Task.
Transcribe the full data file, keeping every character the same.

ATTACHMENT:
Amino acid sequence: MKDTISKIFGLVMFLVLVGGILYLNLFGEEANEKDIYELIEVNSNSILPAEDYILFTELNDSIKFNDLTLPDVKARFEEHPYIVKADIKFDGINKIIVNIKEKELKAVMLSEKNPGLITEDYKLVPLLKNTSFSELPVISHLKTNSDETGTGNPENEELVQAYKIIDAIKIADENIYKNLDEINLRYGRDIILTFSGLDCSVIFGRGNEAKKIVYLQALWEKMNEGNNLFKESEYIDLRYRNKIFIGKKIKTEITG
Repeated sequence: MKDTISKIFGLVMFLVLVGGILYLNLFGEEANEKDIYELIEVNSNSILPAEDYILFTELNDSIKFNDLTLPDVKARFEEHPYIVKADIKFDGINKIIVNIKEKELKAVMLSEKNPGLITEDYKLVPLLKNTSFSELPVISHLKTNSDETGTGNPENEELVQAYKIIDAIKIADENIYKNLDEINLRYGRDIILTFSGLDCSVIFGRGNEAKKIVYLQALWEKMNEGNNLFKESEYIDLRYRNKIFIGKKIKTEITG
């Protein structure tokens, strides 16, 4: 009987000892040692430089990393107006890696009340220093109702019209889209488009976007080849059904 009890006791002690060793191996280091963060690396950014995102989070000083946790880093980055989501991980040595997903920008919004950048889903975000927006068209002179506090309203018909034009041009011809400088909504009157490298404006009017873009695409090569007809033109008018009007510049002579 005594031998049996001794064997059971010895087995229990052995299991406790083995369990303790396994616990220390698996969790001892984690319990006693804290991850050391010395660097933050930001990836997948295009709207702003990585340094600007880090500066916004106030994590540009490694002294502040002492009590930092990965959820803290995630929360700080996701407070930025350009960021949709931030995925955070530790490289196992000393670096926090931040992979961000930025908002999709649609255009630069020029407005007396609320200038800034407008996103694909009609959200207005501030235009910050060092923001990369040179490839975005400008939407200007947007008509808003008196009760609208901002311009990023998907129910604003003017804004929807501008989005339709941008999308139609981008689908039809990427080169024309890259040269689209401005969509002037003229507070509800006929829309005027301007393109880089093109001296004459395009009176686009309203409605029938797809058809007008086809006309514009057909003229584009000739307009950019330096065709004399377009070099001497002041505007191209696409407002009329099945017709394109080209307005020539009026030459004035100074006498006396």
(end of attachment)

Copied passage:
Amino acid sequence: MKDTISKIFGLVMFLVLVGGILYLNLFGEEANEKDIYELIEVNSNSILPAEDYILFTELNDSIKFNDLTLPDVKARFEEHPYIVKADIKFDGINKIIVNIKEKELKAVMLSEKNPGLITEDYKLVPLLKNTSFSELPVISHLKTNSDETGTGNPENEELVQAYKIIDAIKIADENIYKNLDEINLRYGRDIILTFSGLDCSVIFGRGNEAKKIVYLQALWEKMNEGNNLFKESEYIDLRYRNKIFIGKKIKTEITG
Repeated sequence: MKDTISKIFGLVMFLVLVGGILYLNLFGEEANEKDIYELIEVNSNSILPAEDYILFTELNDSIKFNDLTLPDVKARFEEHPYIVKADIKFDGINKIIVNIKEKELKAVMLSEKNPGLITEDYKLVPLLKNTSFSELPVISHLKTNSDETGTGNPENEELVQAYKIIDAIKIADENIYKNLDEINLRYGRDIILTFSGLDCSVIFGRGNEAKKIVYLQALWEKMNEGNNLFKESEYIDLRYRNKIFIGKKIKTEITG
């Protein structure tokens, strides 16, 4: 009987000892040692430089990393107006890696009340220093109702019209889209488009976007080849059904 009890006791002690060793191996280091963060690396950014995102989070000083946790880093980055989501991980040595997903920008919004950048889903975000927006068209002179506090309203018909034009041009011809400088909504009157490298404006009017873009695409090569007809033109008018009007510049002579 005594031998049996001794064997059971010895087995229990052995299991406790083995369990303790396994616990220390698996969790001892984690319990006693804290991850050391010395660097933050930001990836997948295009709207702003990585340094600007880090500066916004106030994590540009490694002294502040002492009590930092990965959820803290995630929360700080996701407070930025350009960021949709931030995925955070530790490289196992000393670096926090931040992979961000930025908002999709649609255009630069020029407005007396609320200038800034407008996103694909009609959200207005501030235009910050060092923001990369040179490839975005400008939407200007947007008509808003008196009760609208901002311009990023998907129910604003003017804004929807501008989005339709941008999308139609981008689908039809990427080169024309890259040269689209401005969509002037003229507070509800006929829309005027301007393109880089093109001296004459395009009176686009309203409605029938797809058809007008086809006309514009057909003229584009000739307009950019330096065709004399377009070099001497002041505007191209696409407002009329099945017709394109080209307005020539009026030459004035100074006498006396």